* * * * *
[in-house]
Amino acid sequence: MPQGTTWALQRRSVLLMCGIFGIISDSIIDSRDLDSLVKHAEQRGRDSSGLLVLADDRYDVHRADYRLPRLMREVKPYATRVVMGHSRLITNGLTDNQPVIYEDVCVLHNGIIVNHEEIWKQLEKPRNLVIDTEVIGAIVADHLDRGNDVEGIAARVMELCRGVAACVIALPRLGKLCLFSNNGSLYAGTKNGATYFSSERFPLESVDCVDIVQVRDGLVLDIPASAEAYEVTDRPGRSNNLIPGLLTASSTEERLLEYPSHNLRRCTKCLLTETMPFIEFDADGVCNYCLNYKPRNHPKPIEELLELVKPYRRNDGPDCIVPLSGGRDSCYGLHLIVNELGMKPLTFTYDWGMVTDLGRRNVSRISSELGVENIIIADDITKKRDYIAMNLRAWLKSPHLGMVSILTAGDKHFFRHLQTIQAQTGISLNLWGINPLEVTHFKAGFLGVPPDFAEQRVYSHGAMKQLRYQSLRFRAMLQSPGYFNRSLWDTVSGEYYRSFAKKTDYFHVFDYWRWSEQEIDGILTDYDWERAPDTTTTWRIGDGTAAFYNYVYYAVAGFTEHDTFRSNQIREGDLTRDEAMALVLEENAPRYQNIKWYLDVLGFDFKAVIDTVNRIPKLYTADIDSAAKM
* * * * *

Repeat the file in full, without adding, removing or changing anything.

[in-house]
Amino acid sequence: MPQGTTWALQRRSVLLMCGIFGIISDSIIDSRDLDSLVKHAEQRGRDSSGLLVLADDRYDVHRADYRLPRLMREVKPYATRVVMGHSRLITNGLTDNQPVIYEDVCVLHNGIIVNHEEIWKQLEKPRNLVIDTEVIGAIVADHLDRGNDVEGIAARVMELCRGVAACVIALPRLGKLCLFSNNGSLYAGTKNGATYFSSERFPLESVDCVDIVQVRDGLVLDIPASAEAYEVTDRPGRSNNLIPGLLTASSTEERLLEYPSHNLRRCTKCLLTETMPFIEFDADGVCNYCLNYKPRNHPKPIEELLELVKPYRRNDGPDCIVPLSGGRDSCYGLHLIVNELGMKPLTFTYDWGMVTDLGRRNVSRISSELGVENIIIADDITKKRDYIAMNLRAWLKSPHLGMVSILTAGDKHFFRHLQTIQAQTGISLNLWGINPLEVTHFKAGFLGVPPDFAEQRVYSHGAMKQLRYQSLRFRAMLQSPGYFNRSLWDTVSGEYYRSFAKKTDYFHVFDYWRWSEQEIDGILTDYDWERAPDTTTTWRIGDGTAAFYNYVYYAVAGFTEHDTFRSNQIREGDLTRDEAMALVLEENAPRYQNIKWYLDVLGFDFKAVIDTVNRIPKLYTADIDSAAKM